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Civil society must re-strategize

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Life under a dictatorship in Zimbabwe has seen all systems collapse, including the work of civil society organizations and human rights defenders. If its not the so-called war veterans stifling progress, it is the invisible government dictating obstructive policies like the recent food ban that saw a majority of needy Zimbabweans starve. The same government is slowly but systematically taking the country to hell by committing crimes against its own people, the most recent being the unexplained disappearance of the Global Fund money to fight TB and AIDS and the state indifference to the endemic cholera outbreak.

As to be expected some members of society and civil society have made efforts to protest. A risky occupation in the face of a brutal and unrelenting police force that is always ready to descend on peaceful protesters with baton sticks and tear gas. Marching, as we have seen in the last few years, has been rendered basically useless. So have picketing and other peaceful forms of civil disobedience. A number of civil society groups – notably WOZA, the ZCTU and ZINASU among others have been outstanding in staging protests in Zimbabwe. But none of their endeavors have achieved much. It is high time they all sat down and re-strategized to effect the mother of all protests in Zimbabwe.

The one obvious weakness that has been inherent in the previous protests staged by Zimbabwean civil society has been ‘individualism,’. How often do we hear that today WOZA is staging a demonstration, tomorrow it is the NCA, then ZINASU, and then ZADHR? Each time their separate protests hardly last 30 minutes or achieve the desired goals before the leadership is nabbed and the groups disperse. It is always the same pattern: go out in the street – police appear promptly – protest leaders are nabbed – the rest of the group disperses.

Instead of these individual groups staging their protests separately, it would be more strategic for them to come together as one unit driven by a single passion. The struggle for justice is not about populism or fame, it is about sacrifices and the sooner Zimbabwean civil society organizations realize this the better for everyone. Civil society should be willing to work with other member organizations because they are fighting the same cause – a rogue regime that is trampling its people.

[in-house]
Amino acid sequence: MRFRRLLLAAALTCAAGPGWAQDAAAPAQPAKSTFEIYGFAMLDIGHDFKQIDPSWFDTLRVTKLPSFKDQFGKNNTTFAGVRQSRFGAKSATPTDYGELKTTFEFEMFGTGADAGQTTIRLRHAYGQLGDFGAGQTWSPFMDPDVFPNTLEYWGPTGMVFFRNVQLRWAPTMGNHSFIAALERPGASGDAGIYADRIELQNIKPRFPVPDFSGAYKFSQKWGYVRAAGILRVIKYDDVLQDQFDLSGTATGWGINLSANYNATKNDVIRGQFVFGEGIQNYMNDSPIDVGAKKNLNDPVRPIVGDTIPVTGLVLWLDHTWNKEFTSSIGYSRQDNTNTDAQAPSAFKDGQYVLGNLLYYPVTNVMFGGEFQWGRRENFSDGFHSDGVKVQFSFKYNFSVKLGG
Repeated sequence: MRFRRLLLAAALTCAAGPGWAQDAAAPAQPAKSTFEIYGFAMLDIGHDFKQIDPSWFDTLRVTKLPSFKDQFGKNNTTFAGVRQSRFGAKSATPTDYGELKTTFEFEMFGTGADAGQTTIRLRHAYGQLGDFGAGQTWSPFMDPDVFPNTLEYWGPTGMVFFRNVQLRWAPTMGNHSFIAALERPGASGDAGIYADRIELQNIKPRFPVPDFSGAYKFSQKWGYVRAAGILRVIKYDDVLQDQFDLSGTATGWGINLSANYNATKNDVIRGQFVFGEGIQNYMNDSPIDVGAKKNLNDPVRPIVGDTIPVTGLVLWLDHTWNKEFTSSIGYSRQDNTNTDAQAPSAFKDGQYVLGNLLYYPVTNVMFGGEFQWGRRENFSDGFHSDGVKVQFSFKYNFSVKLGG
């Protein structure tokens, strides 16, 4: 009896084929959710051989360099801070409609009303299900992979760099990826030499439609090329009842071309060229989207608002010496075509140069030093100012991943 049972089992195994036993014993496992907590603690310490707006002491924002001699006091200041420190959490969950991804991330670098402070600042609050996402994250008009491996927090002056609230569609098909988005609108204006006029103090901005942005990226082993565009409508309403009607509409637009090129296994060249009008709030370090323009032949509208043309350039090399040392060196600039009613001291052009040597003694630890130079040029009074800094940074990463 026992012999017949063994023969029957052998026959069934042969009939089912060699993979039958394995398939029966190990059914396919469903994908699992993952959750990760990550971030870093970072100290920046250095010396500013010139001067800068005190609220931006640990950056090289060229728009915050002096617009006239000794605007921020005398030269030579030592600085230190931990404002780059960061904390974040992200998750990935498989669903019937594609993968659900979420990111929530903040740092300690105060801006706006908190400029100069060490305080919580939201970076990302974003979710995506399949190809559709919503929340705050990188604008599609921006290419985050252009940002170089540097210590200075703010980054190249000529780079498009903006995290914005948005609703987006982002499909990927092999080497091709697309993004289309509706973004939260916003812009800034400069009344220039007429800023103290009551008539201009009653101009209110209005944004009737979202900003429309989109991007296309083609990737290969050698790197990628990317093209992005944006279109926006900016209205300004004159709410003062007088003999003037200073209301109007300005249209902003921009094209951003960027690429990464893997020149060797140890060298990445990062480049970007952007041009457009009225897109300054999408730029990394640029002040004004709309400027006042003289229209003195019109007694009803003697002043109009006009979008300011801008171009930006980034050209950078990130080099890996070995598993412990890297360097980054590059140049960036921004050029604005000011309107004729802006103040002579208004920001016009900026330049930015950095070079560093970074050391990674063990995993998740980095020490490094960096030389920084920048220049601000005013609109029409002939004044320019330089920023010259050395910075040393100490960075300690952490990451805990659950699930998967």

Civil society needs to go beyond their differences and form a highly organized unit that will mobilize in such a way that will ‘confuse’ the police who are used to nabbing the one leader, rendering the protest over. A unified civil society must find tactics that will work. They must abandon ineffective mobilizations. The current type of demonstrations may make participants feel they have done something huge, or garner donor appreciation, but they will not end the crisis in Zimbabwe.

Organizing protests is also about logistics: where people meet; how and where they march to for instance. WOZA has been proficient in timely convergence with the help of synchronized watches and marching in silence for a distance while the crowd gathers. The same tactic  – if adopted by a unified movement of civil society groups has the potential to see the largest march since the 90s. The law of large numbers has historically proved to be the best crowd puller. The more people who march, the more infectious the spirit of solidarity and the higher the possibility of ordinary citizens joining in the protest – which is the desired effect, surely?

And, no matter how many they are, the police do not outnumber the ordinary citizens. The law of large numbers is critical in keeping the rogue police force at bay. Outside the CFX bank in Bulawayo, irritated customers retaliated and pounced on a policeman who was overpowered by the angry mob. Civil society needs must take advantage of the situation – the angry crowds and the fact that the police hardly have the fuel or the water to mobilize their water cannons!

One comment to “Civil society must re-strategize”

  1. Comment by Kubatana.net speaks out from Zimbabwe » Blog Archive » Role of civil society critical in change processes:

    [...] response to my blog Civil society needs to re-strategize one of our subscribers sent in the following comment: I do agree on peaceful demonstrations but [...]